TV Club

Mad Men “The Better Half” recap: Don and Betty take a trip to camp.

The return of Betty.

Courtesy of AMC

What a pleasure this episode was; the first half was mostly devoid of great drama and yet bounced along in such an agile fashion, from arc to arc, that the intense action of the second half naturally followed. On most other shows these sort of doings would be subject to endless teaser ads: Will Don and Betty get back together for one night of passion? Who will Peggy stab with a freaking spear? Here it’s all of a piece.

It was Peggy’s episode as much as Don’s. In an early scene she was beckoned to settle a dispute between Ted and Don (over margarine), and she won’t decide between the two men. Don confronts her later: “There’s a right and there’s a wrong,” he says, even with margarine. But Peggy will have none of it; she feels caught out and is getting sick of it. “He’s interested in the idea,” she says of Ted Chaough. “And you’re interested in your idea.” Ted is also interested in Peggy and seems in fact to be afflicted with a bad case of Peggy Fever, but he’s bubbling over with scruples (another sharp contrast to Don), yelling at her for touching his hand.

Peggy is caught. She’s caught between Don and Ted, unsure of her future in a company that doesn’t yet have a name, and also caught between Ted and Abe, her mustachioed boyfriend whom she comes home to find stabbed, attended by a policeman, and refusing to identify his attackers for fear that the cops (“fascist pigs!”) will harass people in the neighborhood. He’s going to write a story about it, he says

Peggy is scared for her safety. “I’m going to sell this shithole,” she says, which means that Abe won’t have a home, either. She’s created this situation by trying to give Abe what he wanted. There’s a saying, “Adults have adult problems.” And Peggy has a lot of them, never more so than when she accidentally stabs Abe with a protective spear she rigged up, leading to one of the great bits of dialogue this season:

Abe: Your activities are offensive to my every waking moment. I’m sorry. But you’ll always be the enemy.
Peggy: Are you breaking up with me?
Abe: I got to hand it to you. You gave me a great ending to my article.

Having Peggy nearly kill her boyfriend, putting that responsibility on her shoulders, then having him dump her over her ethics is a magnificent move. And yet it’s a relief; that relationship was holding her back from something—perhaps from Ted, or Stan Rizzo (not likely after last week’s speed binge), or from some sort of professional awakening.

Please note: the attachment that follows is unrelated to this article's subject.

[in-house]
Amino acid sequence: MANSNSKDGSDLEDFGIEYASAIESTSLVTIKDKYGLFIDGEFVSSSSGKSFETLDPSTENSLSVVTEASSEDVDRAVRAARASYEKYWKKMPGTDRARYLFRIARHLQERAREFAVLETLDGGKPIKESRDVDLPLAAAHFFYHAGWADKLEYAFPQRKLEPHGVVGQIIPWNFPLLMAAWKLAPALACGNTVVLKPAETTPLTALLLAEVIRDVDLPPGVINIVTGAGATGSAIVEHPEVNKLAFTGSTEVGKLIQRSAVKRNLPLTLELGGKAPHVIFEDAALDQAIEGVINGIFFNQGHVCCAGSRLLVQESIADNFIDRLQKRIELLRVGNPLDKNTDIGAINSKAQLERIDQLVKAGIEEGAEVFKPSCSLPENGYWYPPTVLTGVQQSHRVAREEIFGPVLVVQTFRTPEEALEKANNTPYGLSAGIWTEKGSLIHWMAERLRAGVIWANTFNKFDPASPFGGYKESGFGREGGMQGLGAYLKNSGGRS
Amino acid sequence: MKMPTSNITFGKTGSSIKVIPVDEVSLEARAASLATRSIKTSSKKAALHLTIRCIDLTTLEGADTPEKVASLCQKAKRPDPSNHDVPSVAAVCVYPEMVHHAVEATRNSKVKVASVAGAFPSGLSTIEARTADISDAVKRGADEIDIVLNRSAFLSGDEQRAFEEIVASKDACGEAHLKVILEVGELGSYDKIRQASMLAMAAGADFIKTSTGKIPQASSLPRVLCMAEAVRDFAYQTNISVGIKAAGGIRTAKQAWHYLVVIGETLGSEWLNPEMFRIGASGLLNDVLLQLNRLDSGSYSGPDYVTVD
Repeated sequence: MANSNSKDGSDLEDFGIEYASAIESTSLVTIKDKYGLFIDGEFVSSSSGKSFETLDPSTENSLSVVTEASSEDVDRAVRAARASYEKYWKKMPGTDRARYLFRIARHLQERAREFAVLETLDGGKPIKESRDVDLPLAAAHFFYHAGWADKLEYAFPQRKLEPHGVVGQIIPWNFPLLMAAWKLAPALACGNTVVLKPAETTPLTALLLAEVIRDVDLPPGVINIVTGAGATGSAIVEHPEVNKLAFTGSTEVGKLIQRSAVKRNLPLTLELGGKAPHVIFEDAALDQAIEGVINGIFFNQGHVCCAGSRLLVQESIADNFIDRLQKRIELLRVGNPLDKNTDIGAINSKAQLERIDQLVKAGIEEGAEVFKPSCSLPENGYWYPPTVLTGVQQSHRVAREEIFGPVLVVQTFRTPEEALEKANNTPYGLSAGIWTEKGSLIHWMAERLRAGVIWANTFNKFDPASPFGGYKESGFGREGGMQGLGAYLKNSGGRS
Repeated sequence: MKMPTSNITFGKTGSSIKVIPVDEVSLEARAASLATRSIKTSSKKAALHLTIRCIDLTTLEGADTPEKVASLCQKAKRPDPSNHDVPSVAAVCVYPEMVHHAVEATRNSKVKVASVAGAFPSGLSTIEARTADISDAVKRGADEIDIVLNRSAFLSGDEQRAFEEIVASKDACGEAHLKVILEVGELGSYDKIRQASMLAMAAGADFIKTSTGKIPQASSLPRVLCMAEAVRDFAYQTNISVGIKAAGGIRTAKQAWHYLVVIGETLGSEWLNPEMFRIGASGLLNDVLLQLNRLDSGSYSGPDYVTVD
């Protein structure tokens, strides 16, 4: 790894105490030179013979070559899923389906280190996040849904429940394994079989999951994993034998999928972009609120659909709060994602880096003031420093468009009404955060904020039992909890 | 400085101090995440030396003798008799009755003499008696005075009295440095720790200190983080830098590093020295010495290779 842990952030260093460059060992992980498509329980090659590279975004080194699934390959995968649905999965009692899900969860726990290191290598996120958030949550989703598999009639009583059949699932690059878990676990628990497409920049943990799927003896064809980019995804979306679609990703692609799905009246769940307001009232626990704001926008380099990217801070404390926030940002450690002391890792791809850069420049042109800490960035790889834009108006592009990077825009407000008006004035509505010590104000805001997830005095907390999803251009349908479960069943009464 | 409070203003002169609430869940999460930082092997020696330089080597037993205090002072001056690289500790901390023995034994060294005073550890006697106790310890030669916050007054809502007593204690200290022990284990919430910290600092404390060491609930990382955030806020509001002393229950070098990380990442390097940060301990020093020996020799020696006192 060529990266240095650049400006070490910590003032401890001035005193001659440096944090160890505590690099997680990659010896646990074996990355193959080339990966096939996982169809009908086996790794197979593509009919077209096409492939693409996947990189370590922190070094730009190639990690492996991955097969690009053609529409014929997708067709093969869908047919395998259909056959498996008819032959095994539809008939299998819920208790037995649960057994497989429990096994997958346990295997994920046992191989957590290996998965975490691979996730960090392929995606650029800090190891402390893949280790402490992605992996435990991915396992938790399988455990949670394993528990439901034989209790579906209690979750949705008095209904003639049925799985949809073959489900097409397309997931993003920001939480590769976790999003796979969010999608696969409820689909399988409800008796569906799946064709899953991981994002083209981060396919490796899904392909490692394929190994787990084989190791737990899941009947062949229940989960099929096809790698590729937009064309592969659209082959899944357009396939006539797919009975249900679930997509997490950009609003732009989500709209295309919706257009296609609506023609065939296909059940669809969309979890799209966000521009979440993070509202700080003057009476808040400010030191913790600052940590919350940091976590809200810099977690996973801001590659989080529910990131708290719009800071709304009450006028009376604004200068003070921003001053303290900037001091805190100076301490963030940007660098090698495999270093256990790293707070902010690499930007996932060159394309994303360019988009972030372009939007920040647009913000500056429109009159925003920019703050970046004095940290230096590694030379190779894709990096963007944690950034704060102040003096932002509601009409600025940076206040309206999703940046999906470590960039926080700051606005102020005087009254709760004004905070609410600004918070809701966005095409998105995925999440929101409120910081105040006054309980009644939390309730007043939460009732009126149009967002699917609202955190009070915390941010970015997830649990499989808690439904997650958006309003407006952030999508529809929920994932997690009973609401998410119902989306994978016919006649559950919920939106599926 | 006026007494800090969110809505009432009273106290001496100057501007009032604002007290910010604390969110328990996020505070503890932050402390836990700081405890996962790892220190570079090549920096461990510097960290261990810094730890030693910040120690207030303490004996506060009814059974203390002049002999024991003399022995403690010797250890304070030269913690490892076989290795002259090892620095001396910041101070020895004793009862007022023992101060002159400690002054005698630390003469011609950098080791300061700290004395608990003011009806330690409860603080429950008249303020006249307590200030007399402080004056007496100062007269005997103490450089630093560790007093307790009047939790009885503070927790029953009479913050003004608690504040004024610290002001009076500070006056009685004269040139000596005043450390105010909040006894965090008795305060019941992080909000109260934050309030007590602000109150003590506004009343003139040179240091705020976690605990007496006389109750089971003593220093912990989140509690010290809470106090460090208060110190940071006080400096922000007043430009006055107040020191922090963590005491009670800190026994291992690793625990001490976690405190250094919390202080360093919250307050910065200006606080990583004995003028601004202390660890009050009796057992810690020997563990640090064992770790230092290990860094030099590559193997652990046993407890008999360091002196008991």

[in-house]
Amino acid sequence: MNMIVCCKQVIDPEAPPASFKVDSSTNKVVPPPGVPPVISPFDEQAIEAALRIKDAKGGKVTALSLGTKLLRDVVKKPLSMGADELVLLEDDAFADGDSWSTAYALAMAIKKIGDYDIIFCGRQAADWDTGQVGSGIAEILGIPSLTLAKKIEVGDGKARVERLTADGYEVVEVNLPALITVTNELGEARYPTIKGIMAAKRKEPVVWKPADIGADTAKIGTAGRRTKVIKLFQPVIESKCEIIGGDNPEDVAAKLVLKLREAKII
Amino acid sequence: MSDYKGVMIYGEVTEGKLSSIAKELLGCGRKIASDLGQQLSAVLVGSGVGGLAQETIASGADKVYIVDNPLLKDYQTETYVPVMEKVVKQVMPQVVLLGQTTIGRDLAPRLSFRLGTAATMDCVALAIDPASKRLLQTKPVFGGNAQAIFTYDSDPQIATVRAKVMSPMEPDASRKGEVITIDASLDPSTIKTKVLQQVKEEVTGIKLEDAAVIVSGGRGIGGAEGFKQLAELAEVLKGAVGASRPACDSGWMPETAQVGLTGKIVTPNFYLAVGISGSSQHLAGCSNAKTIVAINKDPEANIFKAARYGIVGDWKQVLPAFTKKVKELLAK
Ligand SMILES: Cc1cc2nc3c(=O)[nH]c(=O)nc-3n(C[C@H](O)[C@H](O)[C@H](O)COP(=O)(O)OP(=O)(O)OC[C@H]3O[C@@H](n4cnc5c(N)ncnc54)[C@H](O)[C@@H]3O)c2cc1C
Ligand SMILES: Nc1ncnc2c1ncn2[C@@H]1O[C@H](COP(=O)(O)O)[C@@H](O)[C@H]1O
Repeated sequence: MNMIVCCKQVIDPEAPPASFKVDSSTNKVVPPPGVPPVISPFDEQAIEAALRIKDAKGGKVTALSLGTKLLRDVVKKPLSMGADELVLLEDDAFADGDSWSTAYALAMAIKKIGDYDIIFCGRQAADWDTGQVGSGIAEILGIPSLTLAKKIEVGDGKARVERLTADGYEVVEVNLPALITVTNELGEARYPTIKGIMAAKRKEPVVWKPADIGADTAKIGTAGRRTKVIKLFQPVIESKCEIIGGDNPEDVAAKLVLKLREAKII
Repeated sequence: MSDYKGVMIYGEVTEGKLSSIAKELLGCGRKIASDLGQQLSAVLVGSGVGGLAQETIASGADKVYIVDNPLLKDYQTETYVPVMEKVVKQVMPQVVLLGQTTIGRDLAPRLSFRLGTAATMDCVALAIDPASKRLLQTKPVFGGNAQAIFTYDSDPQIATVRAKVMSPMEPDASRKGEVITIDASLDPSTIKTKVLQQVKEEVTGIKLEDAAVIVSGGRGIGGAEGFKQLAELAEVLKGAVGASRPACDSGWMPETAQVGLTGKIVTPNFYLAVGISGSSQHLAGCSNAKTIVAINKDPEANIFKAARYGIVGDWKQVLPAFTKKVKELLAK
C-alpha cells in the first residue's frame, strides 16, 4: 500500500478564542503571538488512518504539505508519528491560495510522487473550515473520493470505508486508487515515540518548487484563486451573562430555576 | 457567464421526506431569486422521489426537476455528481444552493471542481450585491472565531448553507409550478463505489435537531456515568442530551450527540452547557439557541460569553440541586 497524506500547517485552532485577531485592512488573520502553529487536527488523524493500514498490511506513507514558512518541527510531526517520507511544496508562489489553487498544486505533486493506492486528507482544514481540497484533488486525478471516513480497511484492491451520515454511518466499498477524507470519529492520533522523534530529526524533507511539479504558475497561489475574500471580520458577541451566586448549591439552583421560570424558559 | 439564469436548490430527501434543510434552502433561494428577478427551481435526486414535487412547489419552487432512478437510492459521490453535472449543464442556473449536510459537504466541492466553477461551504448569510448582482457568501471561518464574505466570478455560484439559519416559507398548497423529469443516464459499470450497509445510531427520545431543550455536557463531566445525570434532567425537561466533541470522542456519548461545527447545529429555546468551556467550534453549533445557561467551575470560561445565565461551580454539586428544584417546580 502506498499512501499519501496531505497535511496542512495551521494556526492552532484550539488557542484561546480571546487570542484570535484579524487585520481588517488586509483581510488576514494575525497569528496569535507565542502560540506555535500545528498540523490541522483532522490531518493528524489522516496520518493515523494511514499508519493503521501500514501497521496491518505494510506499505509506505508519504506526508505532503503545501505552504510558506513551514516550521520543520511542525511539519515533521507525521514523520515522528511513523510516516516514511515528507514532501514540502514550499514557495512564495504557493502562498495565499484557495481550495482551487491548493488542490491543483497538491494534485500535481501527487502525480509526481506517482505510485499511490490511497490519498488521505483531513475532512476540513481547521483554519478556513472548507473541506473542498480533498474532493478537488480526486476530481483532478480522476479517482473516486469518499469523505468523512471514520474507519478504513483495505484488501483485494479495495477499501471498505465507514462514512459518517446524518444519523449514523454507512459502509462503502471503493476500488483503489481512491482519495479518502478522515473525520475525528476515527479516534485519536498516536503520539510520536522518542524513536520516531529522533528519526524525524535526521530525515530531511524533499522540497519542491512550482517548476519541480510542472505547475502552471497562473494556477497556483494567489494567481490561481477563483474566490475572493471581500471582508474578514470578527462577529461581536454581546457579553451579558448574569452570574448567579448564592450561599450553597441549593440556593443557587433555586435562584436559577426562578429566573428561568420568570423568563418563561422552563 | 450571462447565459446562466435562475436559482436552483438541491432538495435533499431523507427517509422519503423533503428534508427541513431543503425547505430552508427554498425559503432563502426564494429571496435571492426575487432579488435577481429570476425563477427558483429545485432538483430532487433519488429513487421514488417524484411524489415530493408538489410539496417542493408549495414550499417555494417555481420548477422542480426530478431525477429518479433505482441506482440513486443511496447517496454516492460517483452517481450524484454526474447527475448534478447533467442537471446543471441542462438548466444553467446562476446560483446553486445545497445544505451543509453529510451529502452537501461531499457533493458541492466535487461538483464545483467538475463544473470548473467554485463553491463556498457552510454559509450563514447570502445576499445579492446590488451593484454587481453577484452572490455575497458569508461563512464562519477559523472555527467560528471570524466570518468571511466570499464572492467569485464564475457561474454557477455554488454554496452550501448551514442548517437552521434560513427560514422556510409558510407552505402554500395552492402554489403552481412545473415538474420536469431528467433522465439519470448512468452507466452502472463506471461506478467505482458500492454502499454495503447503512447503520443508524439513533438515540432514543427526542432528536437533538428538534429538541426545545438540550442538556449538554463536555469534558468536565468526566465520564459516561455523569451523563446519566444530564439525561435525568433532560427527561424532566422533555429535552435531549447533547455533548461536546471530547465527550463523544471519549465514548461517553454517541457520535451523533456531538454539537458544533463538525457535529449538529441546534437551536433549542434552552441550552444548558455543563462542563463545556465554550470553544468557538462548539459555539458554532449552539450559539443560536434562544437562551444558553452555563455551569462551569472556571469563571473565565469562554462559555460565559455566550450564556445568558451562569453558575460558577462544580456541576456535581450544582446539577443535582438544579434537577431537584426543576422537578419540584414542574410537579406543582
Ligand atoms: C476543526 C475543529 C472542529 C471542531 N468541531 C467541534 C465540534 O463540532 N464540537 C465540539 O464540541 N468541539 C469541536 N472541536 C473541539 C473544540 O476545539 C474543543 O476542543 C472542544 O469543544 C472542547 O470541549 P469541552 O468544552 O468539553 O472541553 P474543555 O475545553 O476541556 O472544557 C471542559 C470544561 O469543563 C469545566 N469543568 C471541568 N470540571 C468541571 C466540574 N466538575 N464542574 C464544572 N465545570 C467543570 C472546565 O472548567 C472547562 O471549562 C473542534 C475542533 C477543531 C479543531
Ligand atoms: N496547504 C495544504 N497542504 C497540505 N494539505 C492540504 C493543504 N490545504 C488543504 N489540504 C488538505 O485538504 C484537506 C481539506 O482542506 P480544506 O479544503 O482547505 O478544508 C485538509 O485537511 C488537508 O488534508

Don, after passing judgment on Peggy, leaves Megan to visit his son Bobby at camp. He runs into Betty on the way, traveling solo. You can see where it’s going (there’d been some foreshadowing with Betty flirting with a fellow at a fundraiser), but Don can’t see, not right away. “You know mosquitoes ignore me,” says Betty. “In those shorts?” says Don. Then, a little later, Betty says, “I don’t know what’s happened, but I’m all bit up.” My goodness. Their scenes together are like flashbacks to earlier seasons, and the score would have been at home in a Hitchcock film.

With great drama comes portentous dialogue, and there was some epigrammatic excess. “Why is sex a definition of being close to someone?” Don asked. And soon after says:  “Just because you climb a mountain doesn’t make you love it.”

“That poor girl,” said Betty of Megan. “She doesn’t know that loving you is the worst way to get to you.”

Poor Megan, who is becoming a ghost, forced to wear a wig to play her own sister on her soap opera, pressed into unwanted kisses from her co-star Arlene, lost. When Don finally comes home, she tells him: “Something has to change.”

“You’re right,” he says. “I haven’t been here.”

We know where he’s been. He’s been begging Sylvia to stay with him, he’s been at work, he’s been living in his own past. He’s been anywhere but here, presumably because loving Don is the worst way to get to him.

But wait! The Don Draper of this episode seemed remarkably unmysterious. Not particularly dangerous. To please Bobby he raised his hand to sing the song about father Abraham, a typical dad at a typical camp, enjoying fatherhood, a moment with ex-wife and son. The next morning when he saw Betty laughing with Henry Francis, his face registered loss. He might not just be looking for comfort from Megan; he might be able to perceive her aloneness. Then again, it took a night with his ex-wife to get him there, and as Betty said, “I’m thinking about how different you are before and after. I love the way you look at me when you’re like this. But then I watch it decay. I can only hold your attention so long.”

The tragedy for the women who love Don Draper is that his attention always wanders. “I keep trying to make things the way things used to be,” says Megan, “but I don’t know how.” And this is something that we know, as the audience, better than any of the women in Don’s life: the way things used to be, the way they really used to be, back when Dick Whitman was a fatherless boy, was joyless, loveless, and unsettled. If you make a home for him, and it’s a place of love and comfort, then he will not feel at home.

Dammit, I made you a wallet,